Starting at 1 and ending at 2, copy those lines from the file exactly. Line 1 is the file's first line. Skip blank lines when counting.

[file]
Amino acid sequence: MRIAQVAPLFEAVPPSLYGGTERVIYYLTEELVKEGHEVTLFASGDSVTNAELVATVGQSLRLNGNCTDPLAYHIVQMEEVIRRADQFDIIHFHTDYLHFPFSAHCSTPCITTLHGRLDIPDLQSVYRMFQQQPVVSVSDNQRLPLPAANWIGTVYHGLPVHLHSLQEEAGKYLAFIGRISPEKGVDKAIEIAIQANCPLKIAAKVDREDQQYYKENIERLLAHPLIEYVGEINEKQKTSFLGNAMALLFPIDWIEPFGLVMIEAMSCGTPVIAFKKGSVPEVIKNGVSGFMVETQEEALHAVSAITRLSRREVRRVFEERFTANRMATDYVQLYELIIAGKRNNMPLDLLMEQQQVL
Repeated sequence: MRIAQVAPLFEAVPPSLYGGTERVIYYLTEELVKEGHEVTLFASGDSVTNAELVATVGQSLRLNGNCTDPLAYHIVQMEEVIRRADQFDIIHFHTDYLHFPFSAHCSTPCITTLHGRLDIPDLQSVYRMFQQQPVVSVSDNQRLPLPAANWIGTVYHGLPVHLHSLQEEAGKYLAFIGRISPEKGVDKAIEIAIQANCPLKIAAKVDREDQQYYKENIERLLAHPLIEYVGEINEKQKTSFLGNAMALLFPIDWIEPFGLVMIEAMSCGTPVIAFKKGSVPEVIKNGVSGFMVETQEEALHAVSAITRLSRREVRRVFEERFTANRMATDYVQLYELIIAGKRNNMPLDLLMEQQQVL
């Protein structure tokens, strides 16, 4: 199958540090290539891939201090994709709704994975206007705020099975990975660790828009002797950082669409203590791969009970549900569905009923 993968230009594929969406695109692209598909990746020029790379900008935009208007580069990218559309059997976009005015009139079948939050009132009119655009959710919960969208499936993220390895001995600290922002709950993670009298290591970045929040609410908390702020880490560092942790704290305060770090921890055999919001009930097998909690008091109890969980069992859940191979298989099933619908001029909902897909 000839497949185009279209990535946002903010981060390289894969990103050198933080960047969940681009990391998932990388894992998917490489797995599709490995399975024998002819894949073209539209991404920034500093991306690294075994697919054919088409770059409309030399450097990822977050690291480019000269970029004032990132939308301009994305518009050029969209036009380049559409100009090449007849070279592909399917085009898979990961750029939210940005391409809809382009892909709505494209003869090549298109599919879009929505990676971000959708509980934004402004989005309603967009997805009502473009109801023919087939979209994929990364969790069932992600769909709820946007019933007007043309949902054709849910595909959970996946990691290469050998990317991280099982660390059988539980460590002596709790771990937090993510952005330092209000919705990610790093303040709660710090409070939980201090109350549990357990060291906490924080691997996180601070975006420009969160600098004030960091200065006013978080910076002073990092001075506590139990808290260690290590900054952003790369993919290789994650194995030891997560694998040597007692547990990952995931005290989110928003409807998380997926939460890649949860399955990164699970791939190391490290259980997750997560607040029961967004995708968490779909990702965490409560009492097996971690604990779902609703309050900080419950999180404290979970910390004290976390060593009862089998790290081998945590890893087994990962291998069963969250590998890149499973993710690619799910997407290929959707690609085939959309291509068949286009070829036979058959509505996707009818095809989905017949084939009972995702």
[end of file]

Amino acid sequence: MRIAQVAPLFEAVPPSLYGGTERVIYYLTEELVKEGHEVTLFASGDSVTNAELVATVGQSLRLNGNCTDPLAYHIVQMEEVIRRADQFDIIHFHTDYLHFPFSAHCSTPCITTLHGRLDIPDLQSVYRMFQQQPVVSVSDNQRLPLPAANWIGTVYHGLPVHLHSLQEEAGKYLAFIGRISPEKGVDKAIEIAIQANCPLKIAAKVDREDQQYYKENIERLLAHPLIEYVGEINEKQKTSFLGNAMALLFPIDWIEPFGLVMIEAMSCGTPVIAFKKGSVPEVIKNGVSGFMVETQEEALHAVSAITRLSRREVRRVFEERFTANRMATDYVQLYELIIAGKRNNMPLDLLMEQQQVL
Repeated sequence: MRIAQVAPLFEAVPPSLYGGTERVIYYLTEELVKEGHEVTLFASGDSVTNAELVATVGQSLRLNGNCTDPLAYHIVQMEEVIRRADQFDIIHFHTDYLHFPFSAHCSTPCITTLHGRLDIPDLQSVYRMFQQQPVVSVSDNQRLPLPAANWIGTVYHGLPVHLHSLQEEAGKYLAFIGRISPEKGVDKAIEIAIQANCPLKIAAKVDREDQQYYKENIERLLAHPLIEYVGEINEKQKTSFLGNAMALLFPIDWIEPFGLVMIEAMSCGTPVIAFKKGSVPEVIKNGVSGFMVETQEEALHAVSAITRLSRREVRRVFEERFTANRMATDYVQLYELIIAGKRNNMPLDLLMEQQQVL